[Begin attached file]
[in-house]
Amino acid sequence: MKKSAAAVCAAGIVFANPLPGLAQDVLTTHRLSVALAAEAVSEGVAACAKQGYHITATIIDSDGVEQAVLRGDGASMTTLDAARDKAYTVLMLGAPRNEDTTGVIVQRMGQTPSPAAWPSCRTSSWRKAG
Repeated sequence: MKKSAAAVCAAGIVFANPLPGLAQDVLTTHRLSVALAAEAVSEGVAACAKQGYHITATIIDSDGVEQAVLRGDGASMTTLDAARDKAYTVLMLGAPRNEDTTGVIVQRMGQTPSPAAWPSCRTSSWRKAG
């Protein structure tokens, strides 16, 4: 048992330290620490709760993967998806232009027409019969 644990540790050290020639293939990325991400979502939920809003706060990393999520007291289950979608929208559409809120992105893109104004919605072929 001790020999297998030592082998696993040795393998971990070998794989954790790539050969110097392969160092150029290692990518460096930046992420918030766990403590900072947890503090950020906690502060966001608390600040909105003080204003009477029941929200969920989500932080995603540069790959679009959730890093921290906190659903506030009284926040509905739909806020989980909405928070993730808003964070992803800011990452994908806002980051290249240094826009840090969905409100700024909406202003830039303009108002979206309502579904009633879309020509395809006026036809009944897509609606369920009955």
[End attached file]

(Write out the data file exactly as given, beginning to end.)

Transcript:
[in-house]
Amino acid sequence: MKKSAAAVCAAGIVFANPLPGLAQDVLTTHRLSVALAAEAVSEGVAACAKQGYHITATIIDSDGVEQAVLRGDGASMTTLDAARDKAYTVLMLGAPRNEDTTGVIVQRMGQTPSPAAWPSCRTSSWRKAG
Repeated sequence: MKKSAAAVCAAGIVFANPLPGLAQDVLTTHRLSVALAAEAVSEGVAACAKQGYHITATIIDSDGVEQAVLRGDGASMTTLDAARDKAYTVLMLGAPRNEDTTGVIVQRMGQTPSPAAWPSCRTSSWRKAG
């Protein structure tokens, strides 16, 4: 048992330290620490709760993967998806232009027409019969 644990540790050290020639293939990325991400979502939920809003706060990393999520007291289950979608929208559409809120992105893109104004919605072929 001790020999297998030592082998696993040795393998971990070998794989954790790539050969110097392969160092150029290692990518460096930046992420918030766990403590900072947890503090950020906690502060966001608390600040909105003080204003009477029941929200969920989500932080995603540069790959679009959730890093921290906190659903506030009284926040509905739909806020989980909405928070993730808003964070992803800011990452994908806002980051290249240094826009840090969905409100700024909406202003830039303009108002979206309502579904009633879309020509395809006026036809009944897509609606369920009955």